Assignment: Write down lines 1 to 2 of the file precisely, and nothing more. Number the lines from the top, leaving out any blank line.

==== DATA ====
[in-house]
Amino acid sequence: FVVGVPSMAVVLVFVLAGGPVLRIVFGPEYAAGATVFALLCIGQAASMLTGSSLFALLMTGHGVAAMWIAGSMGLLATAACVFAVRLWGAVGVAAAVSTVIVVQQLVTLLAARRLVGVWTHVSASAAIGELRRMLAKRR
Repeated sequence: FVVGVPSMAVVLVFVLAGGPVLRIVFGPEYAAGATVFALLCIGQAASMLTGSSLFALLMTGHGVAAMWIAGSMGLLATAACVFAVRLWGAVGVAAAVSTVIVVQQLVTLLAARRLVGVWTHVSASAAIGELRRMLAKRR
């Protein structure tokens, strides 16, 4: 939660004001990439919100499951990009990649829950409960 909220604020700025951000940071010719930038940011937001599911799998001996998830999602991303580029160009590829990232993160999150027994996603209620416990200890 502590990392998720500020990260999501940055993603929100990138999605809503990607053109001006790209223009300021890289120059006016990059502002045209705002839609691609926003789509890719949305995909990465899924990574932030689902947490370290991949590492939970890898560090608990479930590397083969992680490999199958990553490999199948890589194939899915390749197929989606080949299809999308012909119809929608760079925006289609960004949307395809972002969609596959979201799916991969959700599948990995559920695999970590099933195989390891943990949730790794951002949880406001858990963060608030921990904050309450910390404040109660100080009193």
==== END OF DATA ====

[in-house]
Amino acid sequence: FVVGVPSMAVVLVFVLAGGPVLRIVFGPEYAAGATVFALLCIGQAASMLTGSSLFALLMTGHGVAAMWIAGSMGLLATAACVFAVRLWGAVGVAAAVSTVIVVQQLVTLLAARRLVGVWTHVSASAAIGELRRMLAKRR